Redefining women’s health: Sector expands to fit modern lifestyles and transgender inclusions
04 Mar 2021 --- Despite addressing demands as ancient as humanity, the women’s health space has never looked so modern. The sector is continuing to evolve in tune with busy lifestyles and a reframing of womanhood itself.
NutritionInsight speaks with industry players about how starring ingredients like probiotics can help address a range of issues throughout all women’s life stages.
The women’s health category is constantly expanding, according to Vanessa Azevedo, EMEA marketing lead at IFF Health.
“Women think proactively about the future to ensure optimal wellness – physically, mentally and emotionally. There is an eminent desire for personalized products designed to support their unique needs,” she affirms.
To develop a product targeted at women, it is critical to look beyond just traditional demographics such as age and dig deeper to fully understand their priorities, challenges and lifestyle to create a solution to help them live more in line with their values.
Women’s health should also take lifestyle, physiology, hormonal cycles and life stages into account, emphasizes Elodie Aragon, product manager responsible for the Women’s Health portfolio at Lallemand Health Solutions.
Including trans women
Additionally, the boundaries of women’s health are shifting as companies increasingly acknowledge the health needs of non-cisgender people.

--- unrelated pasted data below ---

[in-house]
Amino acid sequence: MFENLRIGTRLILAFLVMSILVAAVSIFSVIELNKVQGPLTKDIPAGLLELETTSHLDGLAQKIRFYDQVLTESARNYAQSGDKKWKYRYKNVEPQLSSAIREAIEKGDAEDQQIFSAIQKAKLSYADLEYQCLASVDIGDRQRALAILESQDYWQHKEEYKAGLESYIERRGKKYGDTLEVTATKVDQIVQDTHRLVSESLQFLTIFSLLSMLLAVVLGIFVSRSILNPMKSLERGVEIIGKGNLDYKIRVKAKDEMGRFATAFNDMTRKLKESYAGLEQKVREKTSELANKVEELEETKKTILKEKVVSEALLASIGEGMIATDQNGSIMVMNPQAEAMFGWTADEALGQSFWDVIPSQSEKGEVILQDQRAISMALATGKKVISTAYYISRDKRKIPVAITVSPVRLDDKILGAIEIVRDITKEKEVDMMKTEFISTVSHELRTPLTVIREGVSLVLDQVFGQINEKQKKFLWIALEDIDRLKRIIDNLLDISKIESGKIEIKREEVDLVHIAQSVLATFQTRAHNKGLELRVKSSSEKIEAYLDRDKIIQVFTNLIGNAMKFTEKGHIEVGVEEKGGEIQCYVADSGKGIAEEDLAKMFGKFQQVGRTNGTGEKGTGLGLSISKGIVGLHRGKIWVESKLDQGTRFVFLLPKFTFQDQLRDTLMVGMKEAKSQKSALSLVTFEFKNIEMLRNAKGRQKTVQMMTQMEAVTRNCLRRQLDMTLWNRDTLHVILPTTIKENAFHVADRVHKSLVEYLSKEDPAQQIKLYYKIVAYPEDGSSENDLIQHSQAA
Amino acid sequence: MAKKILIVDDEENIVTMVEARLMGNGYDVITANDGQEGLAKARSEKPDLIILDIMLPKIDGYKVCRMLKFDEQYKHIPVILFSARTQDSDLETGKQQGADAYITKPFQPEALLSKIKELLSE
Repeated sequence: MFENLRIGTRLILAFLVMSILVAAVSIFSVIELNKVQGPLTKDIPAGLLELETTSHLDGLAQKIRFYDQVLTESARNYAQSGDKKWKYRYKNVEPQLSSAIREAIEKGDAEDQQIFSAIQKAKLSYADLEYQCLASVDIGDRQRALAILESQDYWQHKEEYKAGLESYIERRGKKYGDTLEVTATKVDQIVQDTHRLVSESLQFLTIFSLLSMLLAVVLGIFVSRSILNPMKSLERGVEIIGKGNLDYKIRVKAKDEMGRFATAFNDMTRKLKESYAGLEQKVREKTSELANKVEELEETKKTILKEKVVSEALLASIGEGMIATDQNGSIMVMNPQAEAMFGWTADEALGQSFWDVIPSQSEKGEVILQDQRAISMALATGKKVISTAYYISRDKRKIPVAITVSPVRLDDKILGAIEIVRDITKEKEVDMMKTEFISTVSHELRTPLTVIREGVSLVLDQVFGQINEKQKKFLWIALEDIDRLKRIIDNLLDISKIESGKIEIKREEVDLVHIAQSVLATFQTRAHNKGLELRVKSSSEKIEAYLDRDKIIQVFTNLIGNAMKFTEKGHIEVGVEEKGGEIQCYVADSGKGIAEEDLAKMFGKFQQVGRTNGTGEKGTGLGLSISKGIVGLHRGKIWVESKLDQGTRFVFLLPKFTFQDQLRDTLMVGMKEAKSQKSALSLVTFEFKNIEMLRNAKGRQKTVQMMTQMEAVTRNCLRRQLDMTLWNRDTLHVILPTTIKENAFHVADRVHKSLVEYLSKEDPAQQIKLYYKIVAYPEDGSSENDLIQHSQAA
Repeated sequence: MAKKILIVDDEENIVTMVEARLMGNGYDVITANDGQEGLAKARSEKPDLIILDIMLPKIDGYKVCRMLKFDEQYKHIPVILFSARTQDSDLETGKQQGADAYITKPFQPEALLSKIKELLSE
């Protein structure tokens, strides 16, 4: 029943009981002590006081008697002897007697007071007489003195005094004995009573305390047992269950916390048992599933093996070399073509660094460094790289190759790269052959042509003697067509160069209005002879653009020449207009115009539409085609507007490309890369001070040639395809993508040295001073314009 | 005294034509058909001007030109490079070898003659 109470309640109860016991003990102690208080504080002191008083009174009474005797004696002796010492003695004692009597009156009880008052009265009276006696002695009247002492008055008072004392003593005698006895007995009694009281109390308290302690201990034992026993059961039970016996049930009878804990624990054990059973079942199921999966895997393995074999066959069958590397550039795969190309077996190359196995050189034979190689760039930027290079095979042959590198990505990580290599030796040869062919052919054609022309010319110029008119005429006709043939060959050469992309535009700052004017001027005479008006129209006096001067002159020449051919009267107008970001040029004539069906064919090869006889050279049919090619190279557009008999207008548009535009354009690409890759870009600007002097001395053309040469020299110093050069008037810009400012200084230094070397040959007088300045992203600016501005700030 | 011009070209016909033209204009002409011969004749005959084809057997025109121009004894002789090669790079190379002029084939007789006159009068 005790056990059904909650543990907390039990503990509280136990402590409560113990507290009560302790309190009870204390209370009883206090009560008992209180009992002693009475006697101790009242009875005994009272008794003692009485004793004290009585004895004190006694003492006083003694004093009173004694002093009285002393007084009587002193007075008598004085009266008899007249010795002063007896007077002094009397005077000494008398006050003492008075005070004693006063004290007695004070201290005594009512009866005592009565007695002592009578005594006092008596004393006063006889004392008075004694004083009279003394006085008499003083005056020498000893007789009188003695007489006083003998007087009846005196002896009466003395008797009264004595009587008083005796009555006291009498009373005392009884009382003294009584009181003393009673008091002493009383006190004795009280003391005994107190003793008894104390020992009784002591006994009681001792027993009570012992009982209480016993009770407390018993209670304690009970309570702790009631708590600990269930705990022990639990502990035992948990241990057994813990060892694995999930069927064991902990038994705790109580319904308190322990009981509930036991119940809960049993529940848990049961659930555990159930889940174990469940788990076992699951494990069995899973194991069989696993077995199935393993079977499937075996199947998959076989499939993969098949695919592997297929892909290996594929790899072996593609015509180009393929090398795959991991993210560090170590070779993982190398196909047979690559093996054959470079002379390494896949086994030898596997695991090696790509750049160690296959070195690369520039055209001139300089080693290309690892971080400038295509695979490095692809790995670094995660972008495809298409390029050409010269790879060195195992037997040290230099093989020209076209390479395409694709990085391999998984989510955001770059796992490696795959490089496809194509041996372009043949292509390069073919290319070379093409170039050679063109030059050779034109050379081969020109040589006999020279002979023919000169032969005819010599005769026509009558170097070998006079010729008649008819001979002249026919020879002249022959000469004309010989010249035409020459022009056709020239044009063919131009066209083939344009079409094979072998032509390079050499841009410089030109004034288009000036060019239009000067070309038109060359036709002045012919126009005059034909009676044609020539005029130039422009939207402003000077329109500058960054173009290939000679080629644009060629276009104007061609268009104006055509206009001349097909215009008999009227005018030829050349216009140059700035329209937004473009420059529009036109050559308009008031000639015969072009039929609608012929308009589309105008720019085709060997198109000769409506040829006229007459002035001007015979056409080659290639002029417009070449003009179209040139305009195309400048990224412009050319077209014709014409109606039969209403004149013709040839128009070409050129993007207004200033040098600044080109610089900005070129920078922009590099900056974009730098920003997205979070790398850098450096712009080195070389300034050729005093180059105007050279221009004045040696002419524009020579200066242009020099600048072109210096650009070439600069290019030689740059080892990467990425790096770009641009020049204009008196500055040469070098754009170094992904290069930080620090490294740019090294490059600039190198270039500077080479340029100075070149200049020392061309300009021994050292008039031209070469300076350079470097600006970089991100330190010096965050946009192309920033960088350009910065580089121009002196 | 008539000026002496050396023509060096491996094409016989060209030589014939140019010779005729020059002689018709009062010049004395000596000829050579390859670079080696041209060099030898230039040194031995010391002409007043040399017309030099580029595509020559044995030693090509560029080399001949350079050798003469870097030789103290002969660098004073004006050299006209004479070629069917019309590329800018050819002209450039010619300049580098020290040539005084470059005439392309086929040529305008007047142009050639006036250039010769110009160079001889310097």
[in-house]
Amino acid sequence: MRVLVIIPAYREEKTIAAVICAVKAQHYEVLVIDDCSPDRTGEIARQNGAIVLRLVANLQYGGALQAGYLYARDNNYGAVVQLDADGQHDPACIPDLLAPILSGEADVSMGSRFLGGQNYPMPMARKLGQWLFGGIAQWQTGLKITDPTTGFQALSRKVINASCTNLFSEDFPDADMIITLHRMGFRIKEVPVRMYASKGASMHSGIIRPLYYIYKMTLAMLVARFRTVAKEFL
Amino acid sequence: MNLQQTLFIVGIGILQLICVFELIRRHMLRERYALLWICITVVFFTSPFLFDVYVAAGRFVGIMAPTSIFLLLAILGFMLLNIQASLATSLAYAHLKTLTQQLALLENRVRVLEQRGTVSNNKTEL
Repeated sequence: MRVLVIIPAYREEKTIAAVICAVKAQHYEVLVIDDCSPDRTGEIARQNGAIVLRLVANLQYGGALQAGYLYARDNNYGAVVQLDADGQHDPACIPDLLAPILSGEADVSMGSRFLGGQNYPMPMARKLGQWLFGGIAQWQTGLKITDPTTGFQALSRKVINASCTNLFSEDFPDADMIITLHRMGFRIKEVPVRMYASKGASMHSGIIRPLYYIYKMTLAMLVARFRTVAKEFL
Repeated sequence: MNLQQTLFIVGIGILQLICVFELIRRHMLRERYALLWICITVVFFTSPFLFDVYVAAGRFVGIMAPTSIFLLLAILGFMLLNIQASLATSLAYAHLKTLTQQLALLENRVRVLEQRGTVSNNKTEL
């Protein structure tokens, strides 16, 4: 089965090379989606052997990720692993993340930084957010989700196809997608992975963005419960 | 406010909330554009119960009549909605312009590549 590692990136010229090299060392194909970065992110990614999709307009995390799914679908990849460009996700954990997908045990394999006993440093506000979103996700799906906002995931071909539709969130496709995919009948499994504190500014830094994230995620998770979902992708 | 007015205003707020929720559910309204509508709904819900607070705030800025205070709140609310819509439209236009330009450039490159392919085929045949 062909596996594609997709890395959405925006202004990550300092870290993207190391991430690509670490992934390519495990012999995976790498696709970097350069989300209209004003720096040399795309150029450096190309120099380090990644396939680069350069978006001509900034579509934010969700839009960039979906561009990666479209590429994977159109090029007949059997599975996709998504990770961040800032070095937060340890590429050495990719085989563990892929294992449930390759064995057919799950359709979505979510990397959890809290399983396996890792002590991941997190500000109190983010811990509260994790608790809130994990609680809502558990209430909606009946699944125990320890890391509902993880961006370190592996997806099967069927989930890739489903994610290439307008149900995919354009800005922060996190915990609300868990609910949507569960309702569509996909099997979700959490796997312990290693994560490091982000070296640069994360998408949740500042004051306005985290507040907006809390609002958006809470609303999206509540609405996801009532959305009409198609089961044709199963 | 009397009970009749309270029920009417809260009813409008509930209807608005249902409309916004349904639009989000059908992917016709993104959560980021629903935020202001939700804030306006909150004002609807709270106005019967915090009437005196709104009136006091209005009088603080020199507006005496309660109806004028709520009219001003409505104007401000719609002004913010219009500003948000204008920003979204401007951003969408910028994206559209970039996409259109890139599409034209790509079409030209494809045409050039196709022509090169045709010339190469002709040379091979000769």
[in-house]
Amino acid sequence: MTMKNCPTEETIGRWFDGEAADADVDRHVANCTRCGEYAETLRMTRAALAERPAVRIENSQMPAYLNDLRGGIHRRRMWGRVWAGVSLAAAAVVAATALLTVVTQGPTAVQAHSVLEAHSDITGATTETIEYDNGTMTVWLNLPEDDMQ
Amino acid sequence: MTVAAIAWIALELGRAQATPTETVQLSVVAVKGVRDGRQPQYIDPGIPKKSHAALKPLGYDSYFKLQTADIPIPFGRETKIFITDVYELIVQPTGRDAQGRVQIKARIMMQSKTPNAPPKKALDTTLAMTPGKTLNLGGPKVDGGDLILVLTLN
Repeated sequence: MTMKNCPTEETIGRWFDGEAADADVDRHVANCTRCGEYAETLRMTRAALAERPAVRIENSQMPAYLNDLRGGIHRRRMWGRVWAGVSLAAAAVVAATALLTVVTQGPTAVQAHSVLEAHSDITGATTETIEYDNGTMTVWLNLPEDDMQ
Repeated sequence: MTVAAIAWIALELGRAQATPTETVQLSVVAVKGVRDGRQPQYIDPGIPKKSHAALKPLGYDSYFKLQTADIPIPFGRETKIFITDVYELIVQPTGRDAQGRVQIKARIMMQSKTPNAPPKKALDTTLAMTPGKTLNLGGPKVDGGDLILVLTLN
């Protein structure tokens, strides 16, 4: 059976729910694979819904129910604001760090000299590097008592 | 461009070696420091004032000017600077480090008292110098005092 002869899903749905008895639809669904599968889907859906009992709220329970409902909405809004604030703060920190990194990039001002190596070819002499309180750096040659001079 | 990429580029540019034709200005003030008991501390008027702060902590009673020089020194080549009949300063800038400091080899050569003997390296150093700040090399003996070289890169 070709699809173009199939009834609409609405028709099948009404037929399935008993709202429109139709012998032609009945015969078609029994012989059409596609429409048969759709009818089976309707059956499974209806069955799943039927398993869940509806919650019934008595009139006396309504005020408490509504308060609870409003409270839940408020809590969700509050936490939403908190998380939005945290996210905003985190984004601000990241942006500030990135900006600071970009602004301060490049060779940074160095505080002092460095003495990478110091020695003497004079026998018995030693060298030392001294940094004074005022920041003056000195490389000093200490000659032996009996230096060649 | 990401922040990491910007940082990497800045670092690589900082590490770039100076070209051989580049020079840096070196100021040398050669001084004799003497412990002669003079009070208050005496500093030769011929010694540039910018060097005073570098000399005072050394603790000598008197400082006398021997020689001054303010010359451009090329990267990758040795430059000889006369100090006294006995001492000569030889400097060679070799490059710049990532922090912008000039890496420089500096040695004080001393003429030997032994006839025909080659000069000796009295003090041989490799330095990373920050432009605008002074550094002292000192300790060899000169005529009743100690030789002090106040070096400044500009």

“Aiming to improve health for as many people as possible, we of course consider non-cisgender individuals,” says Daniel Hovel Hansen, head of infant & women’s health, commercial development, human health at Chr. Hansen.
In light of this, Chr. Hansen has conducted a clinical study showing how its Astarte probiotic strain combination may help support the formation of a healthy neovaginal microbiota in trans women who have undergone vaginoplasty surgery.
Considerations around iron
Meanwhile, the women’s health space is ripe for greater inclusion as many products are positioned based on how the person will feel or benefit after supplementation, notes Mariko Hill, Gencor Pacific’s product development executive.
For example, products aiding increased muscle mass appeal to anyone across the gender spectrum, while iron supplementation is often paired with “more energy” claims.
However, Laetitia Petrussa, IFF Health’s product manager, notes that not all products – including some iron supplements – are safe for all sexes to use.
This is seen in iron’s recommended daily allowance (RDA), a system that does not currently make considerations for transgender people. The iron RDA for women of reproductive age is 14 mg – almost double the RDA for adult men.
“This is because iron requirements are dependent on biological functions, such as menstruation and pregnancy. Men or post-menopausal women taking too much iron are at risk of iron poisoning,” explains Petrussa.
However, IFF Health has also conducted safety studies to ensure that products like SoyLife soy isoflavones, used to combat menopause symptoms, are safe for all genders.
Notably, a clinical study showed that SoyLife supplementation in cisgender men may enhance special memory, which appears to be dependent on estrogen activation.
Support through the life stages
It is also important that the women’s health sector includes all the life stages, from young adulthood to post-menopause.
For example, Chr. Hansen focuses on age groups from approximately 16 years of age until the end of life, while Gnosis by Lesaffre supports women through adolescence, pregnancy and menopause.
“Women’s health requirements change a lot during life, and it is important to know and hear what women need. For example, women’s mindfulness of their health is different today compared to the past, with an investment in preventative health becoming a priority,” says Silvia Pisoni, senior marketing manager at Gnosis by Lesaffre.